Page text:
The First Radio Station in the Gold Country
by Kenneth A. Smith, KR6MM
As a teenager after World War I, Phillip Keast, originally licensed as 6DD, built a spark gap transmitter that a century later provides inspiration to today's hams.
Phil Keast was the young son of a miner, living in Grass Valley, California, in the early 1910s. When he was 10 years old, Phil's family was in Oakland, California to visit relatives and the family across the street from his relations had a crystal receiving set. There, Phil could hear NPJ, the US Navy station on Yerba Buena (Goat) Island, communicate with the ships coming into San Francisco. All communication was done in Morse code with spark transmitters. From that beginning, radio became a fascinating hobby for Phil.
In 1914, Phil made a small crystal detector set of his own using a "cat's whisker" on a piece of galena set in molded Wood's metal. He put up an antenna in the trees near the North Star Mine where his father worked and listened. Before Phil left the North Star Mine site, he began experimenting with a small radio transmitter, trying out a Ford automobile coil with a stationary spark gap. It's not known how many contacts he made with that first transmitter, but it was the first radio station in the Gold Country.
After the United States entered World War I early in 1917, all civilian radio operating--both transmitting and receiving--was forbidden. In November 1919, a year after the war ended, Phil applied for a license from the Department of Commerce and received the call sign 6DD. His license application was signed by Guglielmo Marconi, the inventor of the radio telegraph system. His call is visible on the spark gap transmitter he made after the war using a 1 kW Thordarsen transformer with 25,000 volts from the secondary winding. The transmitter used two Leyden jars for capacitors and a synchronous motor with two rotating spark gaps. It had kickback prevention coils--now called RF chokes--to prevent backflow of the generated high frequency waves to the transformer.
Phil's spark gap radio was lost after he passed away in 1990. It was found eight years later at the North Star Mine Museum, mixed up with some discarded electronic material. It was initially thought to be a discarded X-ray machine, but it was noted by the curator of the museum that the strange apparatus had the odd marking "6DD." Rudi Mangold, HB9BU, of the Nevada County Amateur Radio Club, restored the transmitter to operating condition before he, himself, passed away in 2001. The transmitter's Leyden jars could not be found, so Rudi built two new jars using high density polypropylene coils covered by aluminum foil.
The transmitter has a resonating circuit with a wavelength of 220 meters, or 1360 kHz. It is equipped with a 40 W light bulb dummy load antenna and is keyed by a relay, since the power required by the transformer would burn up a straight key.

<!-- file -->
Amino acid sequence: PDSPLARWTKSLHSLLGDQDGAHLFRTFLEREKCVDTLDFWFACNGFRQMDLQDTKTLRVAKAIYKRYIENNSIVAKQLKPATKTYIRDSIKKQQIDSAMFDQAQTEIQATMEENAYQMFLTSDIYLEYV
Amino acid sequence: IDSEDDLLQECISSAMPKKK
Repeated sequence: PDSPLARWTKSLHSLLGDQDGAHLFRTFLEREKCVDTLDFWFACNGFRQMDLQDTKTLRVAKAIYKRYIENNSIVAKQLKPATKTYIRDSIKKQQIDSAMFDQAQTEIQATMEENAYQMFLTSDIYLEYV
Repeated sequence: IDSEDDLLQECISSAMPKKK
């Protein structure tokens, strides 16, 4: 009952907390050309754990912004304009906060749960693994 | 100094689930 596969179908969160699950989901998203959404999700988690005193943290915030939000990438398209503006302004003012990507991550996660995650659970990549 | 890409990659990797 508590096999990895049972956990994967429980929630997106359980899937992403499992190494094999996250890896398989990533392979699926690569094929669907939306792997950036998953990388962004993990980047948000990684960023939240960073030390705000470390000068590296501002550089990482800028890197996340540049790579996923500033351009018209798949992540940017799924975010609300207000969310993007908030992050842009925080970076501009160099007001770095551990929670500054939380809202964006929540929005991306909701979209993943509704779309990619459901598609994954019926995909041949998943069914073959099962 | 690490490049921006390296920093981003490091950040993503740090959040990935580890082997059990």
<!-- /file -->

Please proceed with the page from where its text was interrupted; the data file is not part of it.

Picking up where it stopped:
I believe that Phil's spark gap transmitter is one of six in existence and one of four that is in operating condition. It is on permanent display in the lobby of the Nevada County Rood Building. Phil passed away in 1990 and his family graciously gave NCARC permission to apply for a new club station call: W6DD.
Kenneth A. Smith, KR6MM, has been a ham since 1992, earning his first ticket at the age of 75. He joined in the US Army Air Force in 1940 and saw active duty as a navigator--and later as commander of an engineering construction squadron--in World War II, the Korean Conflict and in Viet Nam before retiring from the US Air Force in 1970 with the rank of colonel. He upgraded to Amateur Extra in 2001.
The crystal of this 1919 detector owned by Stu Cohen, N1SC, is seated in a disc of alloy called Wood's metal. According to the 1913 edition of Webster's Dictionary, Wood's metal is a fusible alloy consisting of one or two parts of cadmium, two parts of tin, four of lead, and seven or eight part of bismuth. It melts from 66 to 71°C. [Brennan Price, N4QX, Photo]
Phil Keast (SK)
In 1927, Keast purchased a kit and constructed this AM radio. The kit consisted of all the components needed to make a complete radio, including the earphones, which are still with the set. One of the tuning dials has listed the stations he could pick up with the radio. With a hardwood cabinet, it used eight tubes and was refurbished by Rudi Mangold, HB9BU. [Kenneth Smith, KR6MM, Photo]
Keast's second transmitter, constructed in 1919, uses a 1 kW Thordarsen transformer with 25,000 volts from the secondary winding. The transmitter used two Leyden jars for capacitors and a synchronous motor with two rotating spark gaps that put out a signal in the vicinity of 1360 kHz. [Kenneth Smith, KR6MM, Photo]